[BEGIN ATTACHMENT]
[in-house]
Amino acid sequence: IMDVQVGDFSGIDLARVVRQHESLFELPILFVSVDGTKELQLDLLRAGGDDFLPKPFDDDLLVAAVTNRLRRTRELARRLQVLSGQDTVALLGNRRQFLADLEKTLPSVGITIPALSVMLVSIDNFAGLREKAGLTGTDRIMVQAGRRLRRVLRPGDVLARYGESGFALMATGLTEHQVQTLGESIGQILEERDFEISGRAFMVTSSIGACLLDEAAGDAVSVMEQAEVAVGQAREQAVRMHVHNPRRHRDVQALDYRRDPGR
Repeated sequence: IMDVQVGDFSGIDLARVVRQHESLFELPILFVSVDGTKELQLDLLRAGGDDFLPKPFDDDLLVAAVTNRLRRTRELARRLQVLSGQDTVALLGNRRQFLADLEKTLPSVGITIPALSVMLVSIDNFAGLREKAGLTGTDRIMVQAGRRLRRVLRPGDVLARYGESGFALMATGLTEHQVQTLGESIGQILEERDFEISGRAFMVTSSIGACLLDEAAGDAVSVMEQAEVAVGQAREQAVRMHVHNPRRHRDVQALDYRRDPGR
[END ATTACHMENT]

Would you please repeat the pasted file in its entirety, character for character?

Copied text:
[in-house]
Amino acid sequence: IMDVQVGDFSGIDLARVVRQHESLFELPILFVSVDGTKELQLDLLRAGGDDFLPKPFDDDLLVAAVTNRLRRTRELARRLQVLSGQDTVALLGNRRQFLADLEKTLPSVGITIPALSVMLVSIDNFAGLREKAGLTGTDRIMVQAGRRLRRVLRPGDVLARYGESGFALMATGLTEHQVQTLGESIGQILEERDFEISGRAFMVTSSIGACLLDEAAGDAVSVMEQAEVAVGQAREQAVRMHVHNPRRHRDVQALDYRRDPGR
Repeated sequence: IMDVQVGDFSGIDLARVVRQHESLFELPILFVSVDGTKELQLDLLRAGGDDFLPKPFDDDLLVAAVTNRLRRTRELARRLQVLSGQDTVALLGNRRQFLADLEKTLPSVGITIPALSVMLVSIDNFAGLREKAGLTGTDRIMVQAGRRLRRVLRPGDVLARYGESGFALMATGLTEHQVQTLGESIGQILEERDFEISGRAFMVTSSIGACLLDEAAGDAVSVMEQAEVAVGQAREQAVRMHVHNPRRHRDVQALDYRRDPGR